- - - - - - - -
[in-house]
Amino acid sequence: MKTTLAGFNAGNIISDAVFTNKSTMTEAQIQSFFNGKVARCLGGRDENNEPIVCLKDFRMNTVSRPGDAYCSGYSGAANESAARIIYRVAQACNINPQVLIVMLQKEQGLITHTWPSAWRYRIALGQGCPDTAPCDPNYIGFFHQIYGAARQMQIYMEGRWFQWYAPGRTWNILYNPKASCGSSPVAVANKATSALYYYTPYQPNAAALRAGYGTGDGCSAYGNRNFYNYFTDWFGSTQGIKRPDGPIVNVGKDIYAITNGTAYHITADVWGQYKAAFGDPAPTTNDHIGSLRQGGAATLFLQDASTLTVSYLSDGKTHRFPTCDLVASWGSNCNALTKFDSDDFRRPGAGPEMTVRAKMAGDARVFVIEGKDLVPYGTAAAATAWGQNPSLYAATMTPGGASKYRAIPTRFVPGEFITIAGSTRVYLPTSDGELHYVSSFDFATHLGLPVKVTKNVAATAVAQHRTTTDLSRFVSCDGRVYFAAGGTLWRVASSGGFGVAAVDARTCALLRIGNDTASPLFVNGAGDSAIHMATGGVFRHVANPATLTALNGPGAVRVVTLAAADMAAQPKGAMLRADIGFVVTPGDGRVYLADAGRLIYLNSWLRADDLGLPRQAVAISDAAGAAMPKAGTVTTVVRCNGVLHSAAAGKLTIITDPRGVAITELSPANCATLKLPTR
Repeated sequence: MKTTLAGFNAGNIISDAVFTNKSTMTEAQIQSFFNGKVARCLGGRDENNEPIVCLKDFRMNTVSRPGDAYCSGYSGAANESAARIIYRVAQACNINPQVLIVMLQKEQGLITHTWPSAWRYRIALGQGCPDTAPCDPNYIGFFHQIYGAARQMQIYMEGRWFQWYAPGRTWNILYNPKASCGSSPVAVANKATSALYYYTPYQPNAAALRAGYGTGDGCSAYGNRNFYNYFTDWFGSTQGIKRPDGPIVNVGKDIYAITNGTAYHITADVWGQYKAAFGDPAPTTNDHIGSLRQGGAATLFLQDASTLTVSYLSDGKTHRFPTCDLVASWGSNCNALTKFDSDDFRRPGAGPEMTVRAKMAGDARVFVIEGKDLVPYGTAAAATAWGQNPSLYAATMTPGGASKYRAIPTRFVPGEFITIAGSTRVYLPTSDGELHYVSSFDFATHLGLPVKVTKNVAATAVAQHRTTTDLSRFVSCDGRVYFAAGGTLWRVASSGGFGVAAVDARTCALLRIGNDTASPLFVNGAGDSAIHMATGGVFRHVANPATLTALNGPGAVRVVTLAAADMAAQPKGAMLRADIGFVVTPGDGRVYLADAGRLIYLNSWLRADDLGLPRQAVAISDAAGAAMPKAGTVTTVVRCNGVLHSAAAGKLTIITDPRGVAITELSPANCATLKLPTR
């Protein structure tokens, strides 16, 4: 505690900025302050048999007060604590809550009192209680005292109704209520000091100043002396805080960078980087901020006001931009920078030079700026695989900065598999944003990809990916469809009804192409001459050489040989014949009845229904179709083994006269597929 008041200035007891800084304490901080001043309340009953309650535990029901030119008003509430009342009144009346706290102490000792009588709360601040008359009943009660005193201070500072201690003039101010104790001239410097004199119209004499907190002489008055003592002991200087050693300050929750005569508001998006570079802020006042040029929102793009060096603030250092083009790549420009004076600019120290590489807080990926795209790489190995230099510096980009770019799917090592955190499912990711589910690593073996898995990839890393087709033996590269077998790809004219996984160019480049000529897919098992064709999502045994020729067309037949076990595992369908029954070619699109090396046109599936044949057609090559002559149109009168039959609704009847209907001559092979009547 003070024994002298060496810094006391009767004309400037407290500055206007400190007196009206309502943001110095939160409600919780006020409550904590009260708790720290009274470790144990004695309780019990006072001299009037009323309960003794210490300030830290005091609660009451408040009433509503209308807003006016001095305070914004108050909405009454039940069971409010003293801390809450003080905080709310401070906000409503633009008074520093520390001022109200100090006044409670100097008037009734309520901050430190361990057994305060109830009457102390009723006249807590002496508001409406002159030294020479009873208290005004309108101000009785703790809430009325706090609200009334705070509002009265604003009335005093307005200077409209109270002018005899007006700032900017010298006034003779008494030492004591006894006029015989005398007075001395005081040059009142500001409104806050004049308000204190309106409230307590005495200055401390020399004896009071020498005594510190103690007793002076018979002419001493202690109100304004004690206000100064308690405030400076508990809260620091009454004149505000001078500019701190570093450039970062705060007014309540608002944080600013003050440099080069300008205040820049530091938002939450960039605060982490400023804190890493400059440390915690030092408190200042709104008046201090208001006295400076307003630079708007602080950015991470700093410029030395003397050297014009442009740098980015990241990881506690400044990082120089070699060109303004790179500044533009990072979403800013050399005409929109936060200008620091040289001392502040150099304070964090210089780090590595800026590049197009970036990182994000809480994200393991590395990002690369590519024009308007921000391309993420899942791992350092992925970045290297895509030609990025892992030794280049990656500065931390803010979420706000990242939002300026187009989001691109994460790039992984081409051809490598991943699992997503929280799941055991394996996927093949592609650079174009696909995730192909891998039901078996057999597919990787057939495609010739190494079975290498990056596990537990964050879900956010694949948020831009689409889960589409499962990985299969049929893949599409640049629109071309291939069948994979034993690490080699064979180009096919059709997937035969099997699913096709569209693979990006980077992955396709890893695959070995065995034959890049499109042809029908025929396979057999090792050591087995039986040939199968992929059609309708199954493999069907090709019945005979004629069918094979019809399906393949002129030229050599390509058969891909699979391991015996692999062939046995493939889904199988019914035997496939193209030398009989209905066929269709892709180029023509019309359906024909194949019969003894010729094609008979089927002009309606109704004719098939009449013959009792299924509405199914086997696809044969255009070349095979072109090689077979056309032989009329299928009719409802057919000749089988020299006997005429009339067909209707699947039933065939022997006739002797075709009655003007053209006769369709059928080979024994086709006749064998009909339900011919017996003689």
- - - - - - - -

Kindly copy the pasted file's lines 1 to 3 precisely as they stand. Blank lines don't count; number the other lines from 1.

[in-house]
Amino acid sequence: MKTTLAGFNAGNIISDAVFTNKSTMTEAQIQSFFNGKVARCLGGRDENNEPIVCLKDFRMNTVSRPGDAYCSGYSGAANESAARIIYRVAQACNINPQVLIVMLQKEQGLITHTWPSAWRYRIALGQGCPDTAPCDPNYIGFFHQIYGAARQMQIYMEGRWFQWYAPGRTWNILYNPKASCGSSPVAVANKATSALYYYTPYQPNAAALRAGYGTGDGCSAYGNRNFYNYFTDWFGSTQGIKRPDGPIVNVGKDIYAITNGTAYHITADVWGQYKAAFGDPAPTTNDHIGSLRQGGAATLFLQDASTLTVSYLSDGKTHRFPTCDLVASWGSNCNALTKFDSDDFRRPGAGPEMTVRAKMAGDARVFVIEGKDLVPYGTAAAATAWGQNPSLYAATMTPGGASKYRAIPTRFVPGEFITIAGSTRVYLPTSDGELHYVSSFDFATHLGLPVKVTKNVAATAVAQHRTTTDLSRFVSCDGRVYFAAGGTLWRVASSGGFGVAAVDARTCALLRIGNDTASPLFVNGAGDSAIHMATGGVFRHVANPATLTALNGPGAVRVVTLAAADMAAQPKGAMLRADIGFVVTPGDGRVYLADAGRLIYLNSWLRADDLGLPRQAVAISDAAGAAMPKAGTVTTVVRCNGVLHSAAAGKLTIITDPRGVAITELSPANCATLKLPTR
Repeated sequence: MKTTLAGFNAGNIISDAVFTNKSTMTEAQIQSFFNGKVARCLGGRDENNEPIVCLKDFRMNTVSRPGDAYCSGYSGAANESAARIIYRVAQACNINPQVLIVMLQKEQGLITHTWPSAWRYRIALGQGCPDTAPCDPNYIGFFHQIYGAARQMQIYMEGRWFQWYAPGRTWNILYNPKASCGSSPVAVANKATSALYYYTPYQPNAAALRAGYGTGDGCSAYGNRNFYNYFTDWFGSTQGIKRPDGPIVNVGKDIYAITNGTAYHITADVWGQYKAAFGDPAPTTNDHIGSLRQGGAATLFLQDASTLTVSYLSDGKTHRFPTCDLVASWGSNCNALTKFDSDDFRRPGAGPEMTVRAKMAGDARVFVIEGKDLVPYGTAAAATAWGQNPSLYAATMTPGGASKYRAIPTRFVPGEFITIAGSTRVYLPTSDGELHYVSSFDFATHLGLPVKVTKNVAATAVAQHRTTTDLSRFVSCDGRVYFAAGGTLWRVASSGGFGVAAVDARTCALLRIGNDTASPLFVNGAGDSAIHMATGGVFRHVANPATLTALNGPGAVRVVTLAAADMAAQPKGAMLRADIGFVVTPGDGRVYLADAGRLIYLNSWLRADDLGLPRQAVAISDAAGAAMPKAGTVTTVVRCNGVLHSAAAGKLTIITDPRGVAITELSPANCATLKLPTR